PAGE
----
Bank Of America (NYSE:BAC) shareholders have watched the value of their shares significantly decline over the first six months of 2016, and many pundits are now predicting for the U.S. to enter into a recession in the near future so things may not be getting better anytime soon.
Furthermore, not only is the share price down on a YTD basis but BAC shares have also greatly underperformed both its peers - JPMorgan (NYSE:JPM), Wells Fargo (NYSE:WFC), and Citigroup (NYSE:C) - and the broader market, S&P 500, by a wide margin.
On the other hand, BAC reported mixed Q1 2016 results, inline EPS but a slight revenue miss, but more recently management provided a slightly bullish outlook for the second quarter of 2016. So, what does all of this mean for investors? The answer depends on your investment time horizon, but, in my opinion, investors that are able to hold onto shares for at least the next two years will be richly rewarded for playing the waiting game.
The disconnect between the bank's increasing earnings but declining share price is a topic that I have discussed several times over the last year. To provide more insight on this topic, I utilized the Five-year Summary of Selected Financial Data from the 2015 10-k to create the two tables below.
This first table shows BAC's reported earnings from 2011 through 2015, but I also included the 2016 and 2017 earnings estimates from Yahoo Finance! to begin to think about future periods.
*Earnings Estimates (likely to change in the future)
The earnings trend is indeed heading in the right direction, as the 2015 adjusted EPS was significantly higher than the 2014 and 2013 figures. Additionally, the positive trend is expected to continue through 2017. Yes, there is a possibility that the earnings estimates for 2016 and 2017 are ratcheted down over the next two or three quarters, especially if the operating environment becomes more challenging, but the bank is still capable of creating shareholder value even with earnings staying status quo (i.e. cutting expenses and improving efficiency ratio --see the article linked above for more information on expense management).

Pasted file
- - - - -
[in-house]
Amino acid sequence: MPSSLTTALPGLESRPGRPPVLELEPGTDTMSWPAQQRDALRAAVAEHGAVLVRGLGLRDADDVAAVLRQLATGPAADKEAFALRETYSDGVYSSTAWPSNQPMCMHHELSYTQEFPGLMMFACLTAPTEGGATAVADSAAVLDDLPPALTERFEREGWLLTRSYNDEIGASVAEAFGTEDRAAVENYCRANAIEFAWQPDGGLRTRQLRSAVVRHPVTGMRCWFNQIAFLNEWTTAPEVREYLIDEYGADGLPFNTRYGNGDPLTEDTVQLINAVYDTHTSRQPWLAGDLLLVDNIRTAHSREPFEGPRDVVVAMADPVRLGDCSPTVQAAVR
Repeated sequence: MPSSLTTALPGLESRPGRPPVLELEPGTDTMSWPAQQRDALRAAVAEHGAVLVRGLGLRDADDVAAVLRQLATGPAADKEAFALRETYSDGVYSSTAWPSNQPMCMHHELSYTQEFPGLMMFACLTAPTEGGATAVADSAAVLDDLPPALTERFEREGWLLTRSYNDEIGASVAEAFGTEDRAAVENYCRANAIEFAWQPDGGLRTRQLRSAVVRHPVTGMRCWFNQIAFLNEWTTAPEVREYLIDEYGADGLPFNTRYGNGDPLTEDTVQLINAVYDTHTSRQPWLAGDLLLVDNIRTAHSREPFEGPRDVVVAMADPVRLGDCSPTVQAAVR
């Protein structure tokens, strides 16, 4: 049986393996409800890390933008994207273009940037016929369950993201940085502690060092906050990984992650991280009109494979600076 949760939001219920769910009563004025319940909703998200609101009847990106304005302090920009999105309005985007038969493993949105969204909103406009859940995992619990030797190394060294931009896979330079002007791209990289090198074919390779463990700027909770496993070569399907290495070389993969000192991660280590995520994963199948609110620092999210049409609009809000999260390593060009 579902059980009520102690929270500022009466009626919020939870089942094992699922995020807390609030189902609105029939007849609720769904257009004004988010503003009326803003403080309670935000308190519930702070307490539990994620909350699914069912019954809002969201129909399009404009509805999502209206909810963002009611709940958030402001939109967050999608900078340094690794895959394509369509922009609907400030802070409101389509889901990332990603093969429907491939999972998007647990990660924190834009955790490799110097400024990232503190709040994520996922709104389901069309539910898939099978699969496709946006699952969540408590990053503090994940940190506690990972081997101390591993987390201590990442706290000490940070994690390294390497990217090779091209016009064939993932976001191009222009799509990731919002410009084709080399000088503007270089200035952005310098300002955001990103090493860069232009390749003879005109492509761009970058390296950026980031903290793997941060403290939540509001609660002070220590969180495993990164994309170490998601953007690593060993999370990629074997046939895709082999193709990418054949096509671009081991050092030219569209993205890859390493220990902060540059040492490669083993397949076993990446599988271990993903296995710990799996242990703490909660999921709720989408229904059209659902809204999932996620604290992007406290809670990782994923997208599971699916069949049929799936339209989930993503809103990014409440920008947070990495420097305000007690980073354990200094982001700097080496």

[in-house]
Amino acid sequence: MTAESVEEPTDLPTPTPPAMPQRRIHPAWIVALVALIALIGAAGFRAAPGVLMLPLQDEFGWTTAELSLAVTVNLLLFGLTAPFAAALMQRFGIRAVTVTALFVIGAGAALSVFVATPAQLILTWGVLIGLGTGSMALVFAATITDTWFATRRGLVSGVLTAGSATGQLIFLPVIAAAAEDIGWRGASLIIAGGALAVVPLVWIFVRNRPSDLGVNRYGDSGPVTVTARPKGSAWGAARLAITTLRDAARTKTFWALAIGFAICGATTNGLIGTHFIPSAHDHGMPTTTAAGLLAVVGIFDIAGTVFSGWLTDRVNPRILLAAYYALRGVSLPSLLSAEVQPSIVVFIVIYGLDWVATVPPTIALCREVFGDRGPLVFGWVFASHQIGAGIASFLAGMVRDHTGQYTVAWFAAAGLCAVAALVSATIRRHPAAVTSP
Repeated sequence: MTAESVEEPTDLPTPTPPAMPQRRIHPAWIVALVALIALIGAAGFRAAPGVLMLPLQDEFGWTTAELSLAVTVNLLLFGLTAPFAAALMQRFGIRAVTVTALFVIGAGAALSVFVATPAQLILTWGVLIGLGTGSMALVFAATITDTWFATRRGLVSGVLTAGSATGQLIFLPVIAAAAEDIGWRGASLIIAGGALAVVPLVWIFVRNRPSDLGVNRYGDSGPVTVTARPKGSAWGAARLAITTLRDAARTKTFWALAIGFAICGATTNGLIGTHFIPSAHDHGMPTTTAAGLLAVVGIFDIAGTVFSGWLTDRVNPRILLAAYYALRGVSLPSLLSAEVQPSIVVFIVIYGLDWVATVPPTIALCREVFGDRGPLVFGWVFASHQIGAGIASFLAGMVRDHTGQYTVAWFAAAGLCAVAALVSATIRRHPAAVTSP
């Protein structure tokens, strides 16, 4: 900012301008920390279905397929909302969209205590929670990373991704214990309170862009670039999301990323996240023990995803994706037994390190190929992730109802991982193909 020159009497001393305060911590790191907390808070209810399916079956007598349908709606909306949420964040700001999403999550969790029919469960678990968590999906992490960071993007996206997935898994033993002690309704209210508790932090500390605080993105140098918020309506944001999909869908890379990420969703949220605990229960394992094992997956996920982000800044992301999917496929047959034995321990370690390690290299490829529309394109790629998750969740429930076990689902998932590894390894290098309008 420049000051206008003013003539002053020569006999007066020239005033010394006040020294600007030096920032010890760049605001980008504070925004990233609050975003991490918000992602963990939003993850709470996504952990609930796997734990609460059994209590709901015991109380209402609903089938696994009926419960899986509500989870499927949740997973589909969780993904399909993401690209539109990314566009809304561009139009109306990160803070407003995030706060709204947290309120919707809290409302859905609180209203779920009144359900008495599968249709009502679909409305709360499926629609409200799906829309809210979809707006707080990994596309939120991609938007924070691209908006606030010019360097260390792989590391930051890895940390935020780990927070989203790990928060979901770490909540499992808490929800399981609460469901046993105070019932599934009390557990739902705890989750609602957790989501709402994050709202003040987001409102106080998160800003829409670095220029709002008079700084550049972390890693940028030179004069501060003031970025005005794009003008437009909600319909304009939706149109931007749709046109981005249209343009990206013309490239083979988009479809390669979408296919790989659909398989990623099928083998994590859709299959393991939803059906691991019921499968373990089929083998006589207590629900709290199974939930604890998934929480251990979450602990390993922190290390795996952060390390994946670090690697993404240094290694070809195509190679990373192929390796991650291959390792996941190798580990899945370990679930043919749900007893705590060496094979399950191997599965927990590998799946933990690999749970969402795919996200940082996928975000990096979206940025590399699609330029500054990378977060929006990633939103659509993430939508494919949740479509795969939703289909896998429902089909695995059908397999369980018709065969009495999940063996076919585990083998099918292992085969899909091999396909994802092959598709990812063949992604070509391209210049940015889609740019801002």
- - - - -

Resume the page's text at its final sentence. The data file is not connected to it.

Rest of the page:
I created the next table to highlight the disconnect between BAC's increasing book and tangible book values but declining valuations received by the market (price-to-book and price-to-tangible book).
|Tangible Book Value||$16.17||$15.62||$14.43||$13.79||$13.36||$12.95|
|Avg (ex 2011)**|
*Q1 2016 figures obtained from Earnings Presentation.
**The 2011 valuations were excluded due to the fact that they were outliers compared to the other years.
As shown, BAC's book and tangible book values have steadily increased over the last five years. It is encouraging to see that BAC has not only been able to materially increase earnings since 2011 but the bank has also consistently reported increases to its internal valuations. However, these two positive trends have not translated into BAC getting a market valuation that is inline with its peers, as the bank has averaged a price-to-book and price-to-tangible book of 0.70 and 1.03, respectively. Both of these figures are well-below what the bank's peers are receiving, with the exception of Citigroup, but this analysis has already been widely covered on SA so I will not go into further detail within this article. At the end of the day, BAC is attractively valued when compared to peers.
It used to make sense that BAC traded significantly below peers when the bank was shelling out billions of dollars for legal fines and settlements related to the Financial Crisis but now I struggle to find a clear-cut reason for the disconnect between the bank's improving earnings picture but declining market multiple. The bank's fundamentals are not great, specifically the ROA, but they are not bad enough to warrant this cheap of a valuation. BAC will likely have a depressed valuation until investor sentiment greatly improves, which takes time so playing the waiting game may the best course of action.